Linda spoke to the nurse, describing her parents to the nurse at the reception. The nurse thought her mad, but figured listening to her couldn’t hurt anybody. In any case it would probably cement her opinion of her insanity and save her unnecessary trouble.
When Linda realised she had her full attention, she described a dark skinned man of middle size, about six feet dressed in a black shirt and trousers, and a pregnant light skinned woman, very tall, in a green kitenge. The nurse’s mind went on alert as soon as she described the couple that had staggered into the hospital two days ago. She remembered the woman had died bleeding still in the waiting area, and the man disillusioned had simply walked out without a word.
While she wasn’t the nurse who had attended to them she had noticed the commotion, because the man had caused quite a stir, calling for help, and with his wife dying in his own arms, who wouldn’t lose his mind.
She looked at the girl before her, and filled with pity for her, was torn between telling her of what had happened or feigning ignorance to spare her more pain. However some things had better be faced sooner rather than later.
So she told her, and the girl crumbled before her, falling on her knees in the waiting area.
The nurse wanted to offer comfort, but was put off by the sight of her smeared with dirt, and so she simply talked to her, urging her to keep it together.
Eventually, she however asked her to follow her, so she could take a shower, and restore herself to some semblance of order.
Linda was glad to have found kindness in the nurse, but the pain she felt was still too raw. The further she went, the more ground she lost. Going to Mulago hospital, she’d hoped to find her parents, and hopefully enlist their help in finding her sisters, and a place to stay, but now she knew both her parents were dead, hope was an illusion she no longer held onto.
Hours later, body severely and freshly scrubbed wearing clothes she’d been lent by the nurse, Linda sat nursing a cup of tea, frozen from the rollercoaster of emotions spiralling through her mind.
The girl was actually quite beautiful Monica thought to herself. She will do well she decided, taking in the girl’s dark skinned fair skin, and the obvious curves barely concealed by her hunched sitting position. With or without makeup, she’s bound to attract male appreciation.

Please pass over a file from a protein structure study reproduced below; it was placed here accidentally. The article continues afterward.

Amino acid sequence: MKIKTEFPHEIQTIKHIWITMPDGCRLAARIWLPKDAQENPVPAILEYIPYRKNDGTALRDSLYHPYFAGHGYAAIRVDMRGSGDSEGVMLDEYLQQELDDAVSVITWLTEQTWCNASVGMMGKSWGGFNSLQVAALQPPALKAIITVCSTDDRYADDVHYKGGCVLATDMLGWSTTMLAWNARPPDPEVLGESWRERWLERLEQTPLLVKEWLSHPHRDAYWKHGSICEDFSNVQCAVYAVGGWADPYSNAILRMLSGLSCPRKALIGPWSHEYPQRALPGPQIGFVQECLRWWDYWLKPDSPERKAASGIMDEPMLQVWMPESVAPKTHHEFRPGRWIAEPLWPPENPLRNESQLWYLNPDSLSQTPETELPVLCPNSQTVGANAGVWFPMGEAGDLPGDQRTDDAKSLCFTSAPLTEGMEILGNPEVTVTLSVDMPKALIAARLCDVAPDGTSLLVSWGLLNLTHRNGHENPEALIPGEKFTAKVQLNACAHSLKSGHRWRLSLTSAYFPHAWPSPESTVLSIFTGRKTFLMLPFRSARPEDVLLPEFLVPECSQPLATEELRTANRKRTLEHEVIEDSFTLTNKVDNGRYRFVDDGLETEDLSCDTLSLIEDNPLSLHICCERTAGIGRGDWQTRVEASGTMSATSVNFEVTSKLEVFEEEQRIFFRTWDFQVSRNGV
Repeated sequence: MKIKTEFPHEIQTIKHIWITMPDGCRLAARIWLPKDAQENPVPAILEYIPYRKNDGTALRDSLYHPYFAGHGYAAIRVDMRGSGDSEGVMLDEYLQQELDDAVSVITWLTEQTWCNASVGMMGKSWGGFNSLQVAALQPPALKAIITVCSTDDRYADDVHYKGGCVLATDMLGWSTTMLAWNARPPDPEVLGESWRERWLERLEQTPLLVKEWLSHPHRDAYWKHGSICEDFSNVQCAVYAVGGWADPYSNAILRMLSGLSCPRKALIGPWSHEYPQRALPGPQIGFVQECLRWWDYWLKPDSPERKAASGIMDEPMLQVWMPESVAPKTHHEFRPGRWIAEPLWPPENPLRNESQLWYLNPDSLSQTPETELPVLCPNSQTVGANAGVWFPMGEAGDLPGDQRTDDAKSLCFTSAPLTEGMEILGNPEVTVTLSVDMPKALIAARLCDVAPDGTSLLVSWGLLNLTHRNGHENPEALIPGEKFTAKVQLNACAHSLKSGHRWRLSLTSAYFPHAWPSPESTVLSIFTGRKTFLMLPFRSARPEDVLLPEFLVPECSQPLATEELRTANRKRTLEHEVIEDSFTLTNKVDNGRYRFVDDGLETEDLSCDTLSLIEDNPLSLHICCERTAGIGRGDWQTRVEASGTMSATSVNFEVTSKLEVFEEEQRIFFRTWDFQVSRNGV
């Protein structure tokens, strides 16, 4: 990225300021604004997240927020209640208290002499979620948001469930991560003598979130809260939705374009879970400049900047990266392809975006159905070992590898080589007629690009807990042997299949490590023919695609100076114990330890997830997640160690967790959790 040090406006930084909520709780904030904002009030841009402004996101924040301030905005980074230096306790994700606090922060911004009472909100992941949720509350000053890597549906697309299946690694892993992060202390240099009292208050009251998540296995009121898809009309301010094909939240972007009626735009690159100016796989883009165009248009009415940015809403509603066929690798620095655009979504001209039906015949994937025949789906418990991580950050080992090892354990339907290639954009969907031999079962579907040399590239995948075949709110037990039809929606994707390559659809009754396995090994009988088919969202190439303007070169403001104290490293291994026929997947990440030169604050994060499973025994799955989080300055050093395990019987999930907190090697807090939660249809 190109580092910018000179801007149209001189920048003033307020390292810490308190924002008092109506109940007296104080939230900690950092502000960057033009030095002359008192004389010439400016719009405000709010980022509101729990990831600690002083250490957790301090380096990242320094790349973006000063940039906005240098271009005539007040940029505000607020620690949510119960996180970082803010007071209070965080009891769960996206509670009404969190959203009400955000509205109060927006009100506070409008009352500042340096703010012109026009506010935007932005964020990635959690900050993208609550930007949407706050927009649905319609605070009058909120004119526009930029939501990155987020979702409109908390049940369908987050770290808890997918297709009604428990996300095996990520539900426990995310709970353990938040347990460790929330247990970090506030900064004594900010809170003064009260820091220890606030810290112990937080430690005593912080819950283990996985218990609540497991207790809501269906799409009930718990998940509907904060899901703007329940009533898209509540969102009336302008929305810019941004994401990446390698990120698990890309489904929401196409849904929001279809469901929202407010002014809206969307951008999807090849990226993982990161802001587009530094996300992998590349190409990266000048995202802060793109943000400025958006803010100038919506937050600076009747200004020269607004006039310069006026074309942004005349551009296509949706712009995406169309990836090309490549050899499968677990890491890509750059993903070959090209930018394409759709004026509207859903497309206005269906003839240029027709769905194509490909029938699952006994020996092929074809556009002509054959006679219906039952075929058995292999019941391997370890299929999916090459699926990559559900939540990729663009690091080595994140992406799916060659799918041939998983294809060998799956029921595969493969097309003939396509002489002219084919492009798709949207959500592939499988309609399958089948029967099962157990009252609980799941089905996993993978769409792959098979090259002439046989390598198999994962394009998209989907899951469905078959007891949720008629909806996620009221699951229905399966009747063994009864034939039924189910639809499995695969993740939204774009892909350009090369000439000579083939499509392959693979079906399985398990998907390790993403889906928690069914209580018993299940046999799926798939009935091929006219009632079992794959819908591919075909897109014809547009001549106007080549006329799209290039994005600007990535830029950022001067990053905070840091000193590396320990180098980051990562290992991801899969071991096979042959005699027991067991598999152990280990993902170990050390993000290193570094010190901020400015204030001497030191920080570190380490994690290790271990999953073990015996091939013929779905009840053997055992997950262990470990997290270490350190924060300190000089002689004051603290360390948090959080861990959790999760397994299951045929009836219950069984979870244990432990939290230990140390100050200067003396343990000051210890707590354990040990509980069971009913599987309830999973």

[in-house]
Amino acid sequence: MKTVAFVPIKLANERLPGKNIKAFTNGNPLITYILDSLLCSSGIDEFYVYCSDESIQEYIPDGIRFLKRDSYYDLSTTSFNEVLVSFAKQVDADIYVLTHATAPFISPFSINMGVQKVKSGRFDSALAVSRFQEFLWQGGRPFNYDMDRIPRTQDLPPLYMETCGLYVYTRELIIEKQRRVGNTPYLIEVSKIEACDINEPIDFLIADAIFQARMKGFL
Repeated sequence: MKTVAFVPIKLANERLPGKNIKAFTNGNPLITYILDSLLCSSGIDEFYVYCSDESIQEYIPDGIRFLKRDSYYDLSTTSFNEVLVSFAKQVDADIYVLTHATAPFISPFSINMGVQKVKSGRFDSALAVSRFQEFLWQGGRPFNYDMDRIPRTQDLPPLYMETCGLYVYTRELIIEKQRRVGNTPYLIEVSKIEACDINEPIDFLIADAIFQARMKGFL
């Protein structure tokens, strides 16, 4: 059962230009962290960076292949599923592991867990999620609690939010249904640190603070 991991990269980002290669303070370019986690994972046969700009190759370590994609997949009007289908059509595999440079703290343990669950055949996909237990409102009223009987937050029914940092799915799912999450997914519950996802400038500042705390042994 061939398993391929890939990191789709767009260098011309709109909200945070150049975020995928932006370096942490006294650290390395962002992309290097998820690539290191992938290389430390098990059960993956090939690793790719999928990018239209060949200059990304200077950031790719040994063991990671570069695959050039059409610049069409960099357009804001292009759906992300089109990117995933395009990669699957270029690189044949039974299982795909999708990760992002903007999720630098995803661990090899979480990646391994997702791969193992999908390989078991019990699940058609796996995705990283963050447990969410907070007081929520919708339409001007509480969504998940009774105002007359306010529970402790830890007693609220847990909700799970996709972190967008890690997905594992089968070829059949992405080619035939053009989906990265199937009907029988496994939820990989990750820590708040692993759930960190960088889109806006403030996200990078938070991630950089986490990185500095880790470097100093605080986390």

While Monica worked as a nurse by day, in the night she worked as a sex worker, because her nurse’s salary was too little to live on. Taking in the girl’s features and sizing her up, she decided that in her situation, that was the only solution.
Walking into the room, she sat down next to Linda who raised wounded doe eyes to her, her pain raw, undisguised and apparent. The girl looked like she had been to hell and back. Monica bit back the sympathy. In her experience, self pity and compassion achieved nothing. One had to be practical in order to survive.
‘So we haven’t been introduced. I am Monica. What is your name?’
‘Linda.’ She whispered her voice barely discernible.
‘Ok Linda irrespective of the circumstances, glad to meet you, and I promise to help you in any way I can. For now I will let you get some rest, my shift at the hospital is still ongoing, and I can’t afford to delay. We’ll talk when I get back.’
Monica the nurse left knowing in her state, the girl wouldn’t think of going anywhere or even robbing her, so she simply trusted that and left her in her home, but just as a precaution, she asked her immediate neighbour to keep an eye on her.
Linda curled up in the sitting room sofa and immediately sunk into a dreamless sleep, for almost 18 hours. Monica returned to find her there at 1 am and left the next morning and the girl did not stir.
Finally in the afternoon of the next day, Linda woke up, well rested, and determined to deal with whatever she had to, starting with the burial of her mother. ‘Mama, mama why did you have to leave us so soon? Didn’t it ever occur to you that your death would rip us all apart?’
Fresh tears started to fall, and the sadness threatened to tear her apart, but Linda realised crying would not bring her mother back. She had to focus on the burial. Her mother couldn’t stay in Mulago mortuary forever. She wondered how she was going to get her mother removed from the mortuary or even buried. She had nothing, no money, no identification, just her word, and she knew it wouldn’t count for anything.